Brazilian fraudster uses Malta banks to help launder $14 million

The United Kingdom’s Serious Fraud Office has seized almost $8 million in illicit funds laundered through several international banks, including Malta, according to statement by the SFO on Friday.

Former Brazil state oil company Petrobras executive Mario Ildeu de Miranda laundered almost $14 million in funds received as a bribe from Brazil construction company Odebrecht through banks in Malta, Portugal, the United Arab Emirates, Switzerland and the Bahamas.

The SFO said that it was the “largest ever amount seized by the SFO from a single bank account”. In 2019, Miranda was convicted of 37 counts of money laundering and sentenced to six years in prison after receiving $25 million from Odebrecht.

The UK Fraud Office’s director described the laundering scheme as “a complex web of transactions across the world”, with the operation “exposing Mr Miranda’s attempt to conceal criminal proceeds and ensuring that the UK cannot be used as a hiding place for criminal assets.”

Miranda had spent more than $11 million of the original $25 million in payments to Petrobras employees, moving the remaining almost $14 million from bank to bank in an effort to hide their origin. Of those $14 million, almost $8 million made it to the London bank account which the SFO then froze in 2020.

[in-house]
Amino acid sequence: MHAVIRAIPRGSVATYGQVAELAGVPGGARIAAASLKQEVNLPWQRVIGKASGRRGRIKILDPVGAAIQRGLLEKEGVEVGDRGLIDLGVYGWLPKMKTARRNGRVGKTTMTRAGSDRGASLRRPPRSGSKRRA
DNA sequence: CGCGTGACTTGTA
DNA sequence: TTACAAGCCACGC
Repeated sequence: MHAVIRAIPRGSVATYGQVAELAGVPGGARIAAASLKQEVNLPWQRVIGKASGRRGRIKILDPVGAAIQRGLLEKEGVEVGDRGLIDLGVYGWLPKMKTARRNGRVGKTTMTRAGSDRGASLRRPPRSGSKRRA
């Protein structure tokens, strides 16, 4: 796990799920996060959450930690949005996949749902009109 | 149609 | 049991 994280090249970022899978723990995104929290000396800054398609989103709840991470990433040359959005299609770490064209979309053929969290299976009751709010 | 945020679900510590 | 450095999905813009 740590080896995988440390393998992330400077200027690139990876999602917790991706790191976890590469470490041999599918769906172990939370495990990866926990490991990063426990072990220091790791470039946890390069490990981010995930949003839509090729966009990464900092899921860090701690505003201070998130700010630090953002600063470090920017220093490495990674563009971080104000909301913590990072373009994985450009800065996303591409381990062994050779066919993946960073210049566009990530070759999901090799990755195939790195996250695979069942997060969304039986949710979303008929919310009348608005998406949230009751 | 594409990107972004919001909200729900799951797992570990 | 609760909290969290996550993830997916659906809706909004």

On Friday, UK Judge Briony Clarke ruled that the funds originated from unlawful conduct, allowing the SFO to seize them.

Miranda’s original $25 million was received from Odebrecht, who from 2014 bribed state Petrobras officials and politicians, and carried out favours for politicians from impeached former Brazilian president Dilma Rousseff’s Worker’s Party, in what was known as ‘Operation Car Wash’.

Odebrecht, the Brazilian construction company, made Maltese headlines in 2011 after promising to move its Libyan operations and investments to Malta. Two Odebrecht subsidiaries are still listed as ‘active’ at the Malta Business Registry, with another struck off as defunct.

In 2008 and 2009, the subsidiaries, Odebrecht Construction Malta Limited and Odebrecht Engineering & Construction Limited registered sales of over €250 million, benefitting from up to 85% in tax refunds despite not carrying out any activity in Malta.

In 2020, the Brazilian construction company changed its name to Novonor in an attempt to dissociate itself from its murky reputation.


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6 days ago

So,which maltese bank were implicit in helping to launder these funds?

5 days ago
Reply to  Greed

And who were the auditors and its legal/judicial representatives?

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